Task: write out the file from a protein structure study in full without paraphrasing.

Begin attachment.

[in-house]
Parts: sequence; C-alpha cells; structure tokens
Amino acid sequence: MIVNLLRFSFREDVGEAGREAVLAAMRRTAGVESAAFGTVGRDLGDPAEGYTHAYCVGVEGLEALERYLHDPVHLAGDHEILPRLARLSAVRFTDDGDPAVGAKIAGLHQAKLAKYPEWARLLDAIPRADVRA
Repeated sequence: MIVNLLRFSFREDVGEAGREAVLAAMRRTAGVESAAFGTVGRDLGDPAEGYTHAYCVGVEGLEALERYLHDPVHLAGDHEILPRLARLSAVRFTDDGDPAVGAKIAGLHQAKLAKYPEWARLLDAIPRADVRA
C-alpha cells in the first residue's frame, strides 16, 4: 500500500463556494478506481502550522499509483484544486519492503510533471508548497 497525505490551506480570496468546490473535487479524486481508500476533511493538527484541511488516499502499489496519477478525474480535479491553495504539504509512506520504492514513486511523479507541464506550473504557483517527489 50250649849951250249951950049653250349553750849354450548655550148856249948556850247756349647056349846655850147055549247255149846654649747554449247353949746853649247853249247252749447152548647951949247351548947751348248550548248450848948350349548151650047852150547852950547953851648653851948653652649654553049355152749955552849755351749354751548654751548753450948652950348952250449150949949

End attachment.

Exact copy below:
[in-house]
Parts: sequence; C-alpha cells; structure tokens
Amino acid sequence: MIVNLLRFSFREDVGEAGREAVLAAMRRTAGVESAAFGTVGRDLGDPAEGYTHAYCVGVEGLEALERYLHDPVHLAGDHEILPRLARLSAVRFTDDGDPAVGAKIAGLHQAKLAKYPEWARLLDAIPRADVRA
Repeated sequence: MIVNLLRFSFREDVGEAGREAVLAAMRRTAGVESAAFGTVGRDLGDPAEGYTHAYCVGVEGLEALERYLHDPVHLAGDHEILPRLARLSAVRFTDDGDPAVGAKIAGLHQAKLAKYPEWARLLDAIPRADVRA
C-alpha cells in the first residue's frame, strides 16, 4: 500500500463556494478506481502550522499509483484544486519492503510533471508548497 497525505490551506480570496468546490473535487479524486481508500476533511493538527484541511488516499502499489496519477478525474480535479491553495504539504509512506520504492514513486511523479507541464506550473504557483517527489 50250649849951250249951950049653250349553750849354450548655550148856249948556850247756349647056349846655850147055549247255149846654649747554449247353949746853649247853249247252749447152548647951949247351548947751348248550548248450848948350349548151650047852150547852950547953851648653851948653652649654553049355152749955552849755351749354751548654751548753450948652950348952250449150949949